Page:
As an experimental psychologist I am interested in the intersection of human-computer interaction, the science of unconscious attitude forming, behavior and cognition, online persuasion and persuasive technology. The principal subjects of my research are:

  1. investigate how to apply priming research to trigger or change online behavior
  2. explore and optimize persuasive strategies implemented with interactive technologies
  3. advance survey methods and behavior observation tecniques to increase participant engagement and data quality

Most of my research focused on online experiments and surveys, primarily using crowdsourcing platforms such as Amazon Mechanical Turk (AMT). In my research I value modern and robust statistical methods and approaches such as mixed-effects modelling (lmer4) or non-parametric analyses. I am also interested in efficient survey design to maximize participants’ motivation, engagement and creativity.

I taught several workshops and courses in introductory statistics, advanced survey design with Qualtrics, R-programming and how to do research on Mechanical Turk.

Metaphor priming and online behavior (thesis project)

Abstract: Recent research on embodiment suggests that priming within a physical domain such as sensation of hardness or rigidity affects cognition, emotion, and behavior related to a psychological domain that is metaphorically linked, such as ‘rigidity in negotiation’. Referring to the metaphor ‘sticking together’, we demonstrate that exposure to products used for physical adhesion, such as magnets, can increase feelings of interpersonal closeness, self-reported phone call behavior (Experiment 1 and 2), increase preference for social-media advertisement measured through click rates (Experiment 3) and increase interest in social networks measured through browsing an interaction information box on social networks (Experiment 4). We hereby demonstrate how priming can manipulate online behavior among internet samples similar to the US internet population by using crowdsourcing platforms such as Amazon Mechanical Turk. We discuss the practical implications of our findings and derive concrete suggestions for how to apply our results to online marketing strategies.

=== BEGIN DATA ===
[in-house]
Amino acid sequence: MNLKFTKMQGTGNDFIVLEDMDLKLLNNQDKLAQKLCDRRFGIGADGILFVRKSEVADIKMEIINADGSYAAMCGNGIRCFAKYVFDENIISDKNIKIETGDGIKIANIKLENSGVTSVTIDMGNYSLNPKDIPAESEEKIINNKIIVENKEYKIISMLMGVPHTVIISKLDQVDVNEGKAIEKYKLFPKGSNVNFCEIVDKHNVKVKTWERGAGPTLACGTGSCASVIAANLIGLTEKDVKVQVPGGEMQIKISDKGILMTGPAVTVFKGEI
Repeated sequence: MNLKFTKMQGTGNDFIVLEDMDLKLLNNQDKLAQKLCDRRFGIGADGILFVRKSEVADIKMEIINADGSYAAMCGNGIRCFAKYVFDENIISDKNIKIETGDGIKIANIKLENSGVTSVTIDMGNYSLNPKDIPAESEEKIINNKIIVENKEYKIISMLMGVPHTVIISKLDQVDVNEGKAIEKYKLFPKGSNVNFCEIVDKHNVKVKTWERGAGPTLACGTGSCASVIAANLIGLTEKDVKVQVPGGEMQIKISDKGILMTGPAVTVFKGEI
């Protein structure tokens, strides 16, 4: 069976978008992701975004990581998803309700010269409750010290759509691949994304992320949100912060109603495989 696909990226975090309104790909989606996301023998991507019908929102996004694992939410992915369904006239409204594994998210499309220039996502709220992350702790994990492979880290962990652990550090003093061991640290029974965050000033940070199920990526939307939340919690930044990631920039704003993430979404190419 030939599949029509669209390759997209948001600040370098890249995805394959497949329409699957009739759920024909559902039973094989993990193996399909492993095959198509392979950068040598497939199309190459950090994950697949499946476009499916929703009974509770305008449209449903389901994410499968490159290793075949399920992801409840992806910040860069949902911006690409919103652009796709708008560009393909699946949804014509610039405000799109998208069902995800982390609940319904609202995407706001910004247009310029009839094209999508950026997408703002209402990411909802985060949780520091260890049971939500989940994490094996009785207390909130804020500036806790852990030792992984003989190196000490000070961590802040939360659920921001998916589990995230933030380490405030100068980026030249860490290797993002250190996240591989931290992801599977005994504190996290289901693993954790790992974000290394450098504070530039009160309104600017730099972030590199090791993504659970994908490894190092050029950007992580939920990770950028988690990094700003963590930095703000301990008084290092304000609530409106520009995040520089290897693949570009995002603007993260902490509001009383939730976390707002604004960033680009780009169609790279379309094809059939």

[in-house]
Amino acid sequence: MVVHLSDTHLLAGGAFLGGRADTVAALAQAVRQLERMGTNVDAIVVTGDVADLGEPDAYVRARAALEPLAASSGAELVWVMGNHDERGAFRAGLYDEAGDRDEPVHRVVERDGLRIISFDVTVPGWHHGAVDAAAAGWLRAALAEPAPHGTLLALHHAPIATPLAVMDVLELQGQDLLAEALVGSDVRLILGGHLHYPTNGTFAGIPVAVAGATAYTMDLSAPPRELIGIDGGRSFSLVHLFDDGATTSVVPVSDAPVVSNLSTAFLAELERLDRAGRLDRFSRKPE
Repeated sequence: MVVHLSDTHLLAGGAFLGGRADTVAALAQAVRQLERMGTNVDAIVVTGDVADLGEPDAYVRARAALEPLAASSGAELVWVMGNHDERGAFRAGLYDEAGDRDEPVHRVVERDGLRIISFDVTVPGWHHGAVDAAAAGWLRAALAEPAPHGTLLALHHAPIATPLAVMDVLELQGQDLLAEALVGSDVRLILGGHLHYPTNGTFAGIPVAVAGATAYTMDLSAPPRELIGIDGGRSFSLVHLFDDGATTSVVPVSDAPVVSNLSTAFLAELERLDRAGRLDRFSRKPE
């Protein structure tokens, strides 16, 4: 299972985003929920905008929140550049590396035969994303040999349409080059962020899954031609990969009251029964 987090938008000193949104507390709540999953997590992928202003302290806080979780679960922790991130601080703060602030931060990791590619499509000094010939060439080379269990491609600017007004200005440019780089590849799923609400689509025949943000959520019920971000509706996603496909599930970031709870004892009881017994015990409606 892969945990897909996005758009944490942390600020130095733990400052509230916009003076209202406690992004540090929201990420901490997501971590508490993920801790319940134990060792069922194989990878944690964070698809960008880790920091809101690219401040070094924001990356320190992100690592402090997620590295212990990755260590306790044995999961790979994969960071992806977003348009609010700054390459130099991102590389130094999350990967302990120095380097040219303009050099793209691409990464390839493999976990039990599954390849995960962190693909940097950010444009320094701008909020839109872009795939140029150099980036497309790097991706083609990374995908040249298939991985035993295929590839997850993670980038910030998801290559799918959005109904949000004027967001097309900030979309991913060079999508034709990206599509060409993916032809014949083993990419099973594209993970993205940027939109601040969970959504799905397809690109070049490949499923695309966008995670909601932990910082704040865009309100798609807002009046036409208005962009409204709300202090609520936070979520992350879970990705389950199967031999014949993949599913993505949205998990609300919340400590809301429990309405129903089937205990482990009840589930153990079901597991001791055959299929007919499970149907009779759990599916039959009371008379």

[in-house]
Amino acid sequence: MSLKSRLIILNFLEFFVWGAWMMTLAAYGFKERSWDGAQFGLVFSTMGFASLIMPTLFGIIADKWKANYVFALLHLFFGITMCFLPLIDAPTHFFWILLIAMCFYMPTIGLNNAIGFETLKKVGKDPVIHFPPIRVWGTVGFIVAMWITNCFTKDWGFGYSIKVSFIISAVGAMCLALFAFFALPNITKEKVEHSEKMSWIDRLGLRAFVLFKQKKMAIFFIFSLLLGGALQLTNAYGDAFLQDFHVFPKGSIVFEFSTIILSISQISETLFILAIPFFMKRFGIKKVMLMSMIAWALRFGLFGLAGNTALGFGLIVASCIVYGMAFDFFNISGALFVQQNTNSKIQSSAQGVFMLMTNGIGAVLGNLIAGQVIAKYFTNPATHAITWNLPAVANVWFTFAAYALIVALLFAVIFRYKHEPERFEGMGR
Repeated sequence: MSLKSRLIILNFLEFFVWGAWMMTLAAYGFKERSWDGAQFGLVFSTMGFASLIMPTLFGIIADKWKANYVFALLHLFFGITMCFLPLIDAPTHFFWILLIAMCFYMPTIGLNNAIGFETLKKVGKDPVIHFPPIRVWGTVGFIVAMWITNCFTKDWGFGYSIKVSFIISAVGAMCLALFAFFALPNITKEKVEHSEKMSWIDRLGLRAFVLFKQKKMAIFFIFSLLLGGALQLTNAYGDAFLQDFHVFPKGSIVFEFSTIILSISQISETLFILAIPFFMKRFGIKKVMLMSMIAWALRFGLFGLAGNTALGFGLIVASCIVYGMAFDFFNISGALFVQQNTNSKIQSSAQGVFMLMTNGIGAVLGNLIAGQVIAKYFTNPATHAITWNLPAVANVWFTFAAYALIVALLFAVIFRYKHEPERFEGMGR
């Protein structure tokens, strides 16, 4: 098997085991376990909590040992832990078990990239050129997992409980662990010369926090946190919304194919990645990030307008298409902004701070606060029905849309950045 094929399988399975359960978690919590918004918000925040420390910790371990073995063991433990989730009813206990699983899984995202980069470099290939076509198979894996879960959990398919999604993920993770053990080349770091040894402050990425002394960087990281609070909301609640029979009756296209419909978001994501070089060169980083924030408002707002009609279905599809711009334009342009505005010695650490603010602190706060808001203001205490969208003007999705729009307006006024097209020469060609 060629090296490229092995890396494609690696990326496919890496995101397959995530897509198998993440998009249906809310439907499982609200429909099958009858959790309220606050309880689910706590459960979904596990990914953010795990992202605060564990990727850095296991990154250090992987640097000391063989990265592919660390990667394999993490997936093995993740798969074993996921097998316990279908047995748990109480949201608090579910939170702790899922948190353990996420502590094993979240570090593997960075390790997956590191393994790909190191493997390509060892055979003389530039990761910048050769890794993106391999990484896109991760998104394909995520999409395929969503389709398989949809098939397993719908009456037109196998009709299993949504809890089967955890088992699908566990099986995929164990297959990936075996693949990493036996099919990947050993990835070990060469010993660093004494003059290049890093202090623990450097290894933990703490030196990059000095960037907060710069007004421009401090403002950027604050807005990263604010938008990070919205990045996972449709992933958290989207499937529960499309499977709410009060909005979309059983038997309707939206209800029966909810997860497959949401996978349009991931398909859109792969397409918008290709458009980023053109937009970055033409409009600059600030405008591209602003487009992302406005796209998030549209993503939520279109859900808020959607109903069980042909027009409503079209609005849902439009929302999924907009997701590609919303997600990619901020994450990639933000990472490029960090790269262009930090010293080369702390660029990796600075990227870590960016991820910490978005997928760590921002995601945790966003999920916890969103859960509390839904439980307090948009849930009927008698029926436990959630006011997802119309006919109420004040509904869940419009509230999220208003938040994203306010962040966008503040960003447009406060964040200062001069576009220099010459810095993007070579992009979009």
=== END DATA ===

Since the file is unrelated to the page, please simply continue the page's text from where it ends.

Collaborators: John Bargh, Yale University, Peter Gollwitzer, New York University

Glueckert, K. C., Song, H., & Bargh, J. A. (2013). Adhesion priming

Persuasion profiling and persuasive strategies

Recent research suggests that the effectiveness of persuasive strategies known from social psychology strongly depends on individual preferences. Researchers were able to create individual persuasion profiles for website users in order to dynamically adapt webdesign and product presentations to maximize their persuasive intent. In several studies we attempted to derive a theory and create survey scales that explain why these individual differences can occur.

Collaborators: Dean Eckless, Facebook, Maurits Kaptein, Founder of

Increasing motivation and creativity among survey participants

Pre-eliminary research confirmed that survey participants show more engagement, higher creativity and are less distracted when they start a survey in a maximized new window, not a new browser tab. Those results most likely occur because subjects are not distracted by other browser tabs that may prime them to engage in other activites. More studies to confirm and generalize the effect are conducted.

Using Amazon Mechanical Turk (AMT) to collect high quality data

More and more researchers use crowdsourcing tools like AMT to gather high quality experimental data at low cost. Several papers have tested and examined data quality on AMT and the general consensus is that AMT samples provide higher data quality at much lower cost compared to college samples. However, closer analyses revealed that an AMT sub-population called “Superturkers” do most of the research tasks on AMT. This might comprimise certain experimental paradigms as they are already known. In my research I consistently try to improve screening and filtering methods to idenfity outliers, classify workers and eliminate random respondents. More on MIT Deneme Blog and Experimental Turk Blog.